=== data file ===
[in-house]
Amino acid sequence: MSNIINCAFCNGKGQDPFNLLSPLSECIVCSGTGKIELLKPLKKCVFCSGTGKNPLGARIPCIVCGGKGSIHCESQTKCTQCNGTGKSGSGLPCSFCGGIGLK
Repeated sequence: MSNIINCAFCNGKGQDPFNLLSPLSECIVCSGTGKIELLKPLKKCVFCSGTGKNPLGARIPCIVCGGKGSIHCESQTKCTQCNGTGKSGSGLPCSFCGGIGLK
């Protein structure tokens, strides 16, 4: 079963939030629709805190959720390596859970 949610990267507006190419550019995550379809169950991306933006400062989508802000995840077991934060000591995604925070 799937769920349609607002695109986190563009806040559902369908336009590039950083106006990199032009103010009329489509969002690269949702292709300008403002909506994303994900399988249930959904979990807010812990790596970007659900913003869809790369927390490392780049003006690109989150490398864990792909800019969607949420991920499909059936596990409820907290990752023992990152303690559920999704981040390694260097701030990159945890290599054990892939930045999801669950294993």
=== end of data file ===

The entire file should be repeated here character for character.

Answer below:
[in-house]
Amino acid sequence: MSNIINCAFCNGKGQDPFNLLSPLSECIVCSGTGKIELLKPLKKCVFCSGTGKNPLGARIPCIVCGGKGSIHCESQTKCTQCNGTGKSGSGLPCSFCGGIGLK
Repeated sequence: MSNIINCAFCNGKGQDPFNLLSPLSECIVCSGTGKIELLKPLKKCVFCSGTGKNPLGARIPCIVCGGKGSIHCESQTKCTQCNGTGKSGSGLPCSFCGGIGLK
């Protein structure tokens, strides 16, 4: 079963939030629709805190959720390596859970 949610990267507006190419550019995550379809169950991306933006400062989508802000995840077991934060000591995604925070 799937769920349609607002695109986190563009806040559902369908336009590039950083106006990199032009103010009329489509969002690269949702292709300008403002909506994303994900399988249930959904979990807010812990790596970007659900913003869809790369927390490392780049003006690109989150490398864990792909800019969607949420991920499909059936596990409820907290990752023992990152303690559920999704981040390694260097701030990159945890290599054990892939930045999801669950294993």